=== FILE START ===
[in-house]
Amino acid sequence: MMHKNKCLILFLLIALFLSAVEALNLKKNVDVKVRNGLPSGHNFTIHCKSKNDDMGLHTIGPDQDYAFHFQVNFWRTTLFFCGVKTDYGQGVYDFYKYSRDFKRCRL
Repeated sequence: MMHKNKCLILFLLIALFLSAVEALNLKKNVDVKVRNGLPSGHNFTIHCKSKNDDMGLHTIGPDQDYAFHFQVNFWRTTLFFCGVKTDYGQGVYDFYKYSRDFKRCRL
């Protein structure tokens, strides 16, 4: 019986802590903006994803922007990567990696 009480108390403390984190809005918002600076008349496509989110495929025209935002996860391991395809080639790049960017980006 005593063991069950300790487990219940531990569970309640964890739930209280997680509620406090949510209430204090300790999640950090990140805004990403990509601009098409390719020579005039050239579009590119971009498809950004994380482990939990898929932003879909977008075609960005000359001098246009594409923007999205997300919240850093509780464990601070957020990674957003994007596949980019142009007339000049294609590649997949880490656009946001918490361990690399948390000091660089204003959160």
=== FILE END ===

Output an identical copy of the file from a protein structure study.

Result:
[in-house]
Amino acid sequence: MMHKNKCLILFLLIALFLSAVEALNLKKNVDVKVRNGLPSGHNFTIHCKSKNDDMGLHTIGPDQDYAFHFQVNFWRTTLFFCGVKTDYGQGVYDFYKYSRDFKRCRL
Repeated sequence: MMHKNKCLILFLLIALFLSAVEALNLKKNVDVKVRNGLPSGHNFTIHCKSKNDDMGLHTIGPDQDYAFHFQVNFWRTTLFFCGVKTDYGQGVYDFYKYSRDFKRCRL
């Protein structure tokens, strides 16, 4: 019986802590903006994803922007990567990696 009480108390403390984190809005918002600076008349496509989110495929025209935002996860391991395809080639790049960017980006 005593063991069950300790487990219940531990569970309640964890739930209280997680509620406090949510209430204090300790999640950090990140805004990403990509601009098409390719020579005039050239579009590119971009498809950004994380482990939990898929932003879909977008075609960005000359001098246009594409923007999205997300919240850093509780464990601070957020990674957003994007596949980019142009007339000049294609590649997949880490656009946001918490361990690399948390000091660089204003959160």